WHAT ELSE YOU'LL SEE: Orangutans, gibbons, long-tailed macaques, hornbills, green turtles, hawksbill turtles.

Sea Otters in Alaska

The mile-deep fjords and mist-softened forests of Alaska's Kenai Peninsula are home to a variety of impressive A-list wildlife: humpback whales, bald eagles, black bears. But we're betting that the animal your kids will most fall in love with in Alaska—and most envision buckling a collar around—will be the sea otter. Sea otters spend their days trying out new ways to do cute. In the tranquil coves of glacier-fringed Aialik Bay, they gather in large groups, or "rafts," to roll around, dive, hug, float, and roll around some more, interrupting their fun every now and then to use rocks to crack open mussels on their chests—in the most adorable way possible. Researchers have noted that otters form rafts not for protection from predators or for hunting; they get together to rest and help each other through rough seas.Though you may catch sight of them sleeping on icebergs as you glide past in a sea kayak, sea otters are often best observed from shore. Laying low on a beach, you can watch them cavort and listen to mothers and pups calling to each other across the water. Alaskan sea otters were hunted nearly to extinction in the early 1900s by Russian fur traders for their extraordinarily dense pelts, but their population had recovered to about 150,000 a few years ago, before scientists recorded the disappearance of large populations near the Aleutian Islands. One theory for the decline: orcas may have started turning to sea otters for food because seal and sea lion populations have also been slipping.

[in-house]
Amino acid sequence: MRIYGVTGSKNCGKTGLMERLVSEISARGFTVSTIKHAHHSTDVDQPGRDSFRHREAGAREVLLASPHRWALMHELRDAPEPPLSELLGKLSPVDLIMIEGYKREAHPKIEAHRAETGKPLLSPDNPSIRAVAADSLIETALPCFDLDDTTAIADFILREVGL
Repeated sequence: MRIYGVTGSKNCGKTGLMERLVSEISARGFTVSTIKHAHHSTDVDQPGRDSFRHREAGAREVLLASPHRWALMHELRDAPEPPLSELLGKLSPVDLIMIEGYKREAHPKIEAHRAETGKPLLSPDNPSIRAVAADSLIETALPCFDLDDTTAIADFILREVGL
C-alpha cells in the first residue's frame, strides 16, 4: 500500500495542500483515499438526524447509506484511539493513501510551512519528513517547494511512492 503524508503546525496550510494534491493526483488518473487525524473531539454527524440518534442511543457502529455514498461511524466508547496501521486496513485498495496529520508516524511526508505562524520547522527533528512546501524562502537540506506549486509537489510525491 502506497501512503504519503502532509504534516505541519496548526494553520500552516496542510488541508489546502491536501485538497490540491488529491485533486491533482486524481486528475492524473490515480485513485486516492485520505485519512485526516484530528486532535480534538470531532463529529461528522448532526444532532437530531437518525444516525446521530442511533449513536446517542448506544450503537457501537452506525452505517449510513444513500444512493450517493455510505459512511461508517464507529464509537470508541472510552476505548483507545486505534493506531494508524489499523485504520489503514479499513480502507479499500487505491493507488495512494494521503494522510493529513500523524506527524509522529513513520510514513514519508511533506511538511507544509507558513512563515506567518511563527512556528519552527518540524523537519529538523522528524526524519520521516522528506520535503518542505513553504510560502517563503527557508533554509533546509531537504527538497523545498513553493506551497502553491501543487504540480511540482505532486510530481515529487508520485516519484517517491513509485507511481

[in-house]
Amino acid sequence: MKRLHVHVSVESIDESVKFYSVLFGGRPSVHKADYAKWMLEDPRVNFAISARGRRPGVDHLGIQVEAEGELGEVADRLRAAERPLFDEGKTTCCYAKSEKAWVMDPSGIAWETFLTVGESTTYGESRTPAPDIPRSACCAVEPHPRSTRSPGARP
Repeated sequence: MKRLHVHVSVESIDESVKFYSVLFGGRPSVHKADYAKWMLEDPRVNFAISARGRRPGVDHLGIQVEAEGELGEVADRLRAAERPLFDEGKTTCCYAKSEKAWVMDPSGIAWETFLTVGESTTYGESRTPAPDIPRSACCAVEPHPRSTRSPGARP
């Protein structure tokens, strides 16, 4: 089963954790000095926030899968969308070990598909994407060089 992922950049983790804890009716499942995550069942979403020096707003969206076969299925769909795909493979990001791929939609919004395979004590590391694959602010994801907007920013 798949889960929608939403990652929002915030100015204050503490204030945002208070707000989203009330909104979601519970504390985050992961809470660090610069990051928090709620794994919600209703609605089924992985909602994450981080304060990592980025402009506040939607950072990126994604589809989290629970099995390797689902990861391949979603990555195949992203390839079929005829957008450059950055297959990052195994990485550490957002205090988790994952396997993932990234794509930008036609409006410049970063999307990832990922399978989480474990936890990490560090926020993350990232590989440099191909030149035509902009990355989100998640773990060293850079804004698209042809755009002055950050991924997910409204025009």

WHAT ELSE YOU'LL SEE: Land and river otters, Steller's sea lions, harbor seals, bald eagles, puffins, auks, pigeon guillemots, cormorants, marbled murrelets.

MIGHT SEE: Black bears, salmon, coyotes, humpbacks, and orcas.

Sperm Whales in Norway

Moby Dick, an "intelligent malignity." But the whale is malign only if you happen to be a giant squid (the average 45-ton, 55-foot-long male sperm whale will dive down to 4,000 feet hunting squid and can consume about a ton of them a day). Sperm whales live—and have been hunted—in every ocean on the planet. Though their population was decimated by the whaling industry, they now number about 200,000 worldwide thanks to a 1986 ban on sperm whaling. These days their only pursuers in Norway are the fleet of research vessels that make the three- to five-hour round-trip from the small fishing village of Andenes to see some of the several hundred male whales that spend the summer offshore. Though the boat trip on the open sea can be rough and cold, the islands' climate is generally quite mild in summer. Midday temperatures range from 60 to 70 degrees; temperatures drop down to the forties or fifties in the evening when the sun dips low, but never sets.

WHAT ELSE YOU'LL SEE: Minke whales, killer whales, eagles, gannets, seals, terns, cormorants.

Elephants in Tanzania